California has the second-highest risk level for mortgage application fraud in the nation, according to the Interthinx 2014 Mortgage Fraud Risk Report. Even a 15% decrease in mortgage fraud activity during 2014 failed to free the Golden State from its dubious standing as the second-greatest state at risk for mortgage fraud. Another sand state, Florida, is the first.

Homebuyer occupancy misrepresentation is now the most common form of mortgage application fraud in California. Occupancy misrepresentation occurs when the buyer of a property to be funded by a mortgage lies about whether the property they’re purchasing will be used as their primary residence. [See first tuesday Form 202-2 and 202-3]

Los Angeles, Riverside and Fresno are all listed in the top ten metropolitan areas at risk for occupancy misrepresentation in mortgage originations.

Why lie about occupancy?

What benefit do these unscrupulous single family residence (SFR) buyers reap when they lie?

Buyers of houses misrepresent occupancy with the intention of misleading the lender to originate a lower interest rate consumer-purpose mortgage with minimum down payment requirements.

On taking title, the deceptive buyer is really an absentee owner who rents out the property either as an income-producing investment property or one to hold until it can be flipped at a profit.

The current high demand for rental accommodation in California tempts more and more speculators and investors to commit what they incorrectly believe is merely a minor infraction.

Speculators instigate occupancy fraud

California’s many metropolitan areas with high foreclosure and short sale rates are the main reason for the state’s top standing in the risk list. High turnover rates mean more short-term investors, called speculators, are likely to purchase and flip property while claiming primary residency. [See first tuesday Form 202-3]

Two types of speculators prey on properties available to flip. Speculators who appear with cash during an imploding market offer a way out for sellers and REO lenders unable to wait for a buyer offering to pay a higher price. When the market is starved for buyers, as in the Great Recession, these cash speculators provide much-needed liquidity in the face of a greatly diminished demand by owner-occupant buyers, called users.

The other type of speculator crowds the market when momentum is high, forcing out willing and able users by offering hassle-free cash to sellers.

These speculators tend to sit on these properties depriving buyer-occupants of housing while waiting for momentum and an artificial reduction in available housing to do its magic before selling at optimum prices.

Do the crime, do the time

Occupancy misrepresentation is terrible for all involved. Borrowers caught committing mortgage fraud are flagged by name on Suspicious Activity Reports (SARs). SARs are filed with the Financial Crimes Enforcement Network (FinCEN), a database maintained by the federal government. As penance for their fraud, these alerts will prevent the listed speculators and investors from obtaining new mortgages or refinancing existing ones, regardless of their legitimacy.

Further, when the speculator gets caught, the mortgage holder may call the mortgage and demand immediate repayment of the balance – extracting their ultimate payoff at the speculator’s expense.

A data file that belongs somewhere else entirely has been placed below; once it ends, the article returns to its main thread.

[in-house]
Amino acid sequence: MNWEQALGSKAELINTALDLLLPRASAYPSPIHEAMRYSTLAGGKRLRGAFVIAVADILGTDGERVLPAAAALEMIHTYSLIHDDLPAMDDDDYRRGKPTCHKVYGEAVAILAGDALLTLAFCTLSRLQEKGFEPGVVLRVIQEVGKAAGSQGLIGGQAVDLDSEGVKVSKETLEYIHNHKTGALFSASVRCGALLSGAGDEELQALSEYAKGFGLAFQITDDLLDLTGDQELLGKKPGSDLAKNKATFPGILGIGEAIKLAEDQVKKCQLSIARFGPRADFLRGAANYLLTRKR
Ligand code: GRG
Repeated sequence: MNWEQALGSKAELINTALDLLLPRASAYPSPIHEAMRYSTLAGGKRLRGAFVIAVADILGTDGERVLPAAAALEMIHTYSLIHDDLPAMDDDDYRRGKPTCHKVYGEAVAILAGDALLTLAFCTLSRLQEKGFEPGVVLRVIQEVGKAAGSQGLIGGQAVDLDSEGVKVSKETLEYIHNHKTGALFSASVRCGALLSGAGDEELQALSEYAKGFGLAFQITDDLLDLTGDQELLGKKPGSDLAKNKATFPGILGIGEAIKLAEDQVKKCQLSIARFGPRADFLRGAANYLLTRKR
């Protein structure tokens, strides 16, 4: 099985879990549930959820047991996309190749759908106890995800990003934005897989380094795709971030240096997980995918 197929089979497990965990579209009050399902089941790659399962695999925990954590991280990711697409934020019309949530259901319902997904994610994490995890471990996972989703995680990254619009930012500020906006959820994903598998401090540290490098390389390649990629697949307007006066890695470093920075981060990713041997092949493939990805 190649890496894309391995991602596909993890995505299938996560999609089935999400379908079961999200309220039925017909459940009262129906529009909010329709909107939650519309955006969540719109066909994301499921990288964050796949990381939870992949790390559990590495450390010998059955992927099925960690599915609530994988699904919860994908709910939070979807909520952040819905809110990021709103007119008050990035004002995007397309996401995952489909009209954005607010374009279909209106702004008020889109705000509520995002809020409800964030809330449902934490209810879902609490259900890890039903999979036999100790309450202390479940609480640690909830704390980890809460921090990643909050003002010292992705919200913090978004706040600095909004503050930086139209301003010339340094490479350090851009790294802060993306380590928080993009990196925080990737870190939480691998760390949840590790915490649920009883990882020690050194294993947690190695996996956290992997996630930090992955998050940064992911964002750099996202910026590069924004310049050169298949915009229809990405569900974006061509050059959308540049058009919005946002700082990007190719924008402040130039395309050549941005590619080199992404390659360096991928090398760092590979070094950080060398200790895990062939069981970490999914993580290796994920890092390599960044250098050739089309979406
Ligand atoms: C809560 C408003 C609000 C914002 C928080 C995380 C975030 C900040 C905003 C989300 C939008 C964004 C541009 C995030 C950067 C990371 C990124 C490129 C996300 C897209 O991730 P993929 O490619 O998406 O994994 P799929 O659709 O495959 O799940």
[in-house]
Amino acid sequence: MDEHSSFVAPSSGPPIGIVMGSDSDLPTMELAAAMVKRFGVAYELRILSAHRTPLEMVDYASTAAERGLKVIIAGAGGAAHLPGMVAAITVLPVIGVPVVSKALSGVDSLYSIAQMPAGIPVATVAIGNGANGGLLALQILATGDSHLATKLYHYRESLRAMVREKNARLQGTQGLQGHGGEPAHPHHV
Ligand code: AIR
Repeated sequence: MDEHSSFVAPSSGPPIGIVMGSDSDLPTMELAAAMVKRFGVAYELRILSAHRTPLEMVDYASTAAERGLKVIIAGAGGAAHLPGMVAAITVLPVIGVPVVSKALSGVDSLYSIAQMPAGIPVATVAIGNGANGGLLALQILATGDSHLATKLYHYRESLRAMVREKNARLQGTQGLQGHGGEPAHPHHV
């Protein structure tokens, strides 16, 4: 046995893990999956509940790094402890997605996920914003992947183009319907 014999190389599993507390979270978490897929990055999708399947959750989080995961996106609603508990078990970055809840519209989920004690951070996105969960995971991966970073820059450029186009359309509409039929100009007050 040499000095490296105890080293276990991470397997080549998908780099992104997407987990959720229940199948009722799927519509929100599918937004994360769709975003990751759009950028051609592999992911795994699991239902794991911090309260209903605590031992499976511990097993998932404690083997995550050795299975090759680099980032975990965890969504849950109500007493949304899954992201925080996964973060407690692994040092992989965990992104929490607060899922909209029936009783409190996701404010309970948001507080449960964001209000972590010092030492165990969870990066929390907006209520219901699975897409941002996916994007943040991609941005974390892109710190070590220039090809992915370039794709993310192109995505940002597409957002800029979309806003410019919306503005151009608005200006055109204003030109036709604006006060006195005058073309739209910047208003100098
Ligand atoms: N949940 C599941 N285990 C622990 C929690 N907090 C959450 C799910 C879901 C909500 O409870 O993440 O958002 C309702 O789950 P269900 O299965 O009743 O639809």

Lenders are just as guilty as speculators

The real salt in the wound comes from mortgage lenders and mortgage loan originators (MLOs) who are willingly complicit in the fraud. Many mortgage lenders turn a blind eye, even encouraging the fraud through their MLOs or NMLS registered employees, electing to originate the present mortgage rather than maintain long-term business integrity.

The promise of greater earnings will continue to entice lenders and MLOs into compromising situations with occupancy fraud. Lenders need to originate greater volumes of mortgages if they are to increase their profits. This economic force means the likelihood of occupancy misrepresentation diminishing in California is minimal.

We have been here before. During the 2004-2006 housing bubble, loose lending practices allowed speculators to run rampant in that momentum market. Speculators took advantage of adjustable rate mortgages (ARMs) with low short-term interest rates and little to nothing down, flipping properties until the 2007 crash stuck them with a whole lot of nothing. With no organic, end-user buyers to ultimately hold the properties for a prolonged period, speculators defaulted on their mortgages en masse. This, in turn, contributed to the massacre of property values and left a badly hemorrhaging real estate market.

This brings us to the current threat of occupancy fraud. If mortgage lenders continue originating high-risk mortgages for quick but small profits, momentum speculators will be free to damage the market – again.

The need for 20% down

As first tuesday has iterated and reiterated before, it is time lenders return to fundamental lending practices.

Minimum 20% down payments ensure only borrowers able to sustainably meet the terms of the mortgage are granted funding. Consider that in the late 1970s, many lenders required 30% down when the buyer was not going to occupy the property. Fickle profiteers are far less likely to drop 20% on a property they’re going to flip – but they will gladly buy and flip with OPM (other people’s money).

Of course, strict mortgage qualifications will produce disgruntled, unqualified applicants struggling to reach homeownership in California’s slow financial recovery. However, even those homebuyers who are today unqualified will be grateful when lending restrictions act to stabilize the housing market and avoid originations that nearly always lead to another miserable housing crash.

Re: “A little lie on a mortgage application can cost you big,” from The Washington Post